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Business and Labor

Federal lawsuit over new sports betting rule could jeopardize tribal sovereignty, critics say

A Nisqually tribal member standing in the Nisqually Red Wind Casino
KUOW Photo/Megan Farmer
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Hweqwidi Hanford Mccloud, 6th Nisqually Tribal Council member, stands for a portrait on Wednesday, May 18, 2022, at the Nisqually Red Wind Casino near Olympia.

Debbie Nelson's favorite slot machine at the Nisqually Red Wind Casino is Yogi Bear-themed, complete with spinning picnic baskets and huckleberry pies.

“It keeps me entertained while I'm losing money,” she said. But Nelson also said it eases the pain to know her lost money goes to the Nisqually Tribe.

“To scholarships and to medical care and just to support the families," she said. "I figure if I'm going to give it to anyone, it needs to go to a worthy cause.”

Gaming revenue has helped lift many tribes above the poverty line all over the country. With casino revenue, tribes including the Nisqually are able to invest in things like health care or internet service, much like other local governments do.

Here in Washington, 29 tribal casinos operate under agreements or "compacts" with the state. Revenue from those casinos totaled nearly $3 billion in 2021.

One reason why Washington's tribal casinos are so successful is that they are the only venues in the state to allow certain lucrative games of chance, especially slot machines. Earlier this year, a new Washington law took effect that allows tribal casinos the right to give their customers the chance to gamble on sports.

The Nisqually Red Wind Casino is shown on Wednesday, May 18, 2022, near Olympia. The Nisqually Tribe operates this casino.
/ KUOW Photo/Megan Farmer
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KUOW Photo/Megan Farmer
The Nisqually Red Wind Casino is shown on Wednesday, May 18, 2022, near Olympia. The Nisqually Tribe operates this casino.

In contrast, the state's non-tribal gambling venues aren't allowed to offer sports betting. That's the subject of a federal lawsuit filed earlier this year by Eric Persson, the CEO of a corporation called Maverick Gaming, which owns more than a dozen commercial "card rooms" in the state.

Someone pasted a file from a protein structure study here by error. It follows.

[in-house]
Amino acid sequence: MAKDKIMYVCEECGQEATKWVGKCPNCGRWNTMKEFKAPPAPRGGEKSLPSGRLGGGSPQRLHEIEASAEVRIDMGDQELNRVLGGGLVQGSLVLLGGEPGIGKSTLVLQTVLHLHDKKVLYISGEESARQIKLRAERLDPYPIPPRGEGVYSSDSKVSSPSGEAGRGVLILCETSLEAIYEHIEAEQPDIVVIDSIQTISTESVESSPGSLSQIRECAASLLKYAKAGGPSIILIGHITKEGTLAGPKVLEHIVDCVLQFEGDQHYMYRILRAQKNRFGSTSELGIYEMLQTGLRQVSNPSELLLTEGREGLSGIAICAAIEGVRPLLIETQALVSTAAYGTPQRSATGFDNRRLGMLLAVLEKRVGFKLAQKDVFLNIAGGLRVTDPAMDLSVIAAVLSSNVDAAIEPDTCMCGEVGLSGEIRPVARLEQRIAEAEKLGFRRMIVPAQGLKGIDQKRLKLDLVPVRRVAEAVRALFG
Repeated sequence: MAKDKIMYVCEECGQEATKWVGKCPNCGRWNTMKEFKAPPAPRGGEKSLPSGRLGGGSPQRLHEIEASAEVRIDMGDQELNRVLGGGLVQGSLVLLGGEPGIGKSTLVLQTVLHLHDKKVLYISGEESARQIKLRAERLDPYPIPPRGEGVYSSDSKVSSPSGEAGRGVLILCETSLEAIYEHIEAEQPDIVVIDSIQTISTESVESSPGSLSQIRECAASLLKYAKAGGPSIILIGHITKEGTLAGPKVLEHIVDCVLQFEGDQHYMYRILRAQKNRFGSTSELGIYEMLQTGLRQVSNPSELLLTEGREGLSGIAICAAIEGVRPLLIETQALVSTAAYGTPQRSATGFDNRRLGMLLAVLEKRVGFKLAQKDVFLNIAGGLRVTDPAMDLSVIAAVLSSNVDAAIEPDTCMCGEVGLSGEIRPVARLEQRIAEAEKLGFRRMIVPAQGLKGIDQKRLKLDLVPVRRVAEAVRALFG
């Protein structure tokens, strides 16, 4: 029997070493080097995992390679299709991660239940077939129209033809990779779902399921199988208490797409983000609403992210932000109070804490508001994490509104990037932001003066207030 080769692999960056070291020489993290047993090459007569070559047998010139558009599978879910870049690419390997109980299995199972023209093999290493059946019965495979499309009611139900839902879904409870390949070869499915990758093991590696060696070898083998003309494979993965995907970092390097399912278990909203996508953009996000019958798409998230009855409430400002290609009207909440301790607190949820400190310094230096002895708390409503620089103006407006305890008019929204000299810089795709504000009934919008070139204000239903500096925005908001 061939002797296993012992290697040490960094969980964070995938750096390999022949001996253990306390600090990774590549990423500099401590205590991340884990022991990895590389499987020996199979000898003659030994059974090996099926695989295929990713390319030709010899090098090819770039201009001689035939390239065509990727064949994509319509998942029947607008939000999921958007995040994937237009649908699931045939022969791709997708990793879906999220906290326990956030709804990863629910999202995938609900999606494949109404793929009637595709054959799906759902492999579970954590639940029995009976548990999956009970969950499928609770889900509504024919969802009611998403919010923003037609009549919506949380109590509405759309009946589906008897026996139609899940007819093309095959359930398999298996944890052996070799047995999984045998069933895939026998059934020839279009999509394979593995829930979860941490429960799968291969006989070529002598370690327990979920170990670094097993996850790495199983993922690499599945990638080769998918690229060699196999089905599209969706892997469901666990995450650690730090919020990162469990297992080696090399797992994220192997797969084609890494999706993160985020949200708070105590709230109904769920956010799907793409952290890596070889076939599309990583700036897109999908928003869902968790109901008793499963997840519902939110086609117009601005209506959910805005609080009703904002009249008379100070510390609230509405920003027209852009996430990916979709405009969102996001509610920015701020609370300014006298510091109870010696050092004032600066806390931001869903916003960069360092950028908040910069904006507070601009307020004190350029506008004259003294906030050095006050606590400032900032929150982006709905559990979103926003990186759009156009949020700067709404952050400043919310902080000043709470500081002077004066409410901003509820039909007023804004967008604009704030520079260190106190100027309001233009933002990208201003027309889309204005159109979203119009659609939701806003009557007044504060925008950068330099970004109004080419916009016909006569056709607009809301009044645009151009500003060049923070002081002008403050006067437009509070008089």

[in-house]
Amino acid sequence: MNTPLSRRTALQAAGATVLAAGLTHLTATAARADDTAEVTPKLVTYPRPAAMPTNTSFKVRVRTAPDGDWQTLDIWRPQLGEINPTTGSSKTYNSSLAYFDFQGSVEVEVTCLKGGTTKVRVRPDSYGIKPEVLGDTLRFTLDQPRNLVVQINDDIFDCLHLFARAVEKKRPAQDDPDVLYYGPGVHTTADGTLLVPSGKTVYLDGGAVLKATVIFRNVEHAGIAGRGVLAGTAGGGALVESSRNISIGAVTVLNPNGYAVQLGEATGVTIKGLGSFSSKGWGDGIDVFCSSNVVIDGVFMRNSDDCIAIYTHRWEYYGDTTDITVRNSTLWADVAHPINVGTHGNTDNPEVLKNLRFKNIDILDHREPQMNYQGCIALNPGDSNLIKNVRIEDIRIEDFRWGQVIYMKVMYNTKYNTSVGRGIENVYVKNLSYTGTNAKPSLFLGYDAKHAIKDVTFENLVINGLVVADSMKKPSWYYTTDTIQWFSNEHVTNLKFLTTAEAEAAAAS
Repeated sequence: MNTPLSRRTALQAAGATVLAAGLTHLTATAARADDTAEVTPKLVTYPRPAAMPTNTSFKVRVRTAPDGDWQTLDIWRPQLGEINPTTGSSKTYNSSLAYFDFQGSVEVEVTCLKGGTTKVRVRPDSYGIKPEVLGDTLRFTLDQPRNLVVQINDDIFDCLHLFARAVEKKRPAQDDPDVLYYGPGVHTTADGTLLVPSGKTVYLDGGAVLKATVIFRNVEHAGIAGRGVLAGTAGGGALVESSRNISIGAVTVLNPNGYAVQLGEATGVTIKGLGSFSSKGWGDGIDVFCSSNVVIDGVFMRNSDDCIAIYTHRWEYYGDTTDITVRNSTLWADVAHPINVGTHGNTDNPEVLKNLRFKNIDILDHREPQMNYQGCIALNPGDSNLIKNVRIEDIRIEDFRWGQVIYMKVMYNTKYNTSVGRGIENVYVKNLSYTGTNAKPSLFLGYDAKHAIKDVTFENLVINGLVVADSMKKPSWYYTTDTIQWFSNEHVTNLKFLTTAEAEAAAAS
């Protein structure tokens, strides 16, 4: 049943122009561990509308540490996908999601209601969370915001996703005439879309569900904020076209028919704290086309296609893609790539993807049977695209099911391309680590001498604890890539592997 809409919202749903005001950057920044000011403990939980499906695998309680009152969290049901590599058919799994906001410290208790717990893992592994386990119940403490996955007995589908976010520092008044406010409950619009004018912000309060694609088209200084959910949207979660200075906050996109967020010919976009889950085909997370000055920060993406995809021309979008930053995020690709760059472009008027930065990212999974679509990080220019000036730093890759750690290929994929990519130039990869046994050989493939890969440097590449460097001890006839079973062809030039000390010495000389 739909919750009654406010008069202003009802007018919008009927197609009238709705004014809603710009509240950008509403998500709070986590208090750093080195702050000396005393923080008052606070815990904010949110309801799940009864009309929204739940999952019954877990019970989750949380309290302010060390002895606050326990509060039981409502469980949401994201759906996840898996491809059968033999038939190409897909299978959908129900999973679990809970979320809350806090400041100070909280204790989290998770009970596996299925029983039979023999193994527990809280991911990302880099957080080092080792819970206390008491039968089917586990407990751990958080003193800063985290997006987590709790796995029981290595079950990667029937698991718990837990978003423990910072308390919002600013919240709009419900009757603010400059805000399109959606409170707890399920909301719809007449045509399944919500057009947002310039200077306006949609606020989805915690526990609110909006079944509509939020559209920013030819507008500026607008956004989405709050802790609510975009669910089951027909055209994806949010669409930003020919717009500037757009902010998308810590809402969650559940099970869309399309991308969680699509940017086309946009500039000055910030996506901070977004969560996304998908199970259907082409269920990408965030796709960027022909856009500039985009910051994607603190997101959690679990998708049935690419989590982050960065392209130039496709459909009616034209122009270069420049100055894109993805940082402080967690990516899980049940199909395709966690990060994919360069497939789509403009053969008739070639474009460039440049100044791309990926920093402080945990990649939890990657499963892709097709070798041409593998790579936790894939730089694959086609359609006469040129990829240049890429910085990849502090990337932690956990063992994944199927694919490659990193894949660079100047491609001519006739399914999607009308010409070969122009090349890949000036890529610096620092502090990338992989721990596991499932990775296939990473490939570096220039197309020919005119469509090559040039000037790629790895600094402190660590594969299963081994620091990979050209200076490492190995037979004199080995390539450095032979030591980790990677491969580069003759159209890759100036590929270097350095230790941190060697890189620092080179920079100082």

“The tribes want everything for free, and they want to be bullies, and they ran into the wrong person to bully,” Persson said.

Eric Persson is bringing a federal lawsuit over sports betting that could put tribal sovereignty in jeopardy. Persson is himself an enrolled member of the Shoalwater Bay Tribe.
/ David Hyde
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David Hyde
Eric Persson is bringing a federal lawsuit over sports betting that could put tribal sovereignty in jeopardy. Persson is himself an enrolled member of the Shoalwater Bay Tribe.


Persson believes his gambling locations should have the right to offer sports betting, just like tribal casinos.

But legal experts and tribal leaders KUOW interviewed said this lawsuit — which was first filed in a D.C. court, then moved to Washington state's Western District — doesn't just challenge the exclusive right of tribal casinos to offer sports betting in Washington. They said the suit, if successful, could slash revenue for tribal casinos across the country and ultimately undermine tribal sovereignty.

Casino revenue has been transformative for tribes like the Nisqually, according to Hweqwidi Hanford Mccloud with the Nisqually Tribal Council. The reservation, which is on a portion of the Nisqually River near Olympia, didn’t even have running water or reliable electricity until the 1970s.

“For the longest time here, and I could probably say across a lot of reservations, we weren't living life, life was being lived upon us,” he said.

Mccloud said casino profits gave tribal leaders “the choice and the free will to do what you need to do for your community and your people.”

“Not having to be told by an agency how and when your people can live, eat, drink, whatever it may be. Because that’s the rule we were under before gaming got here," he said.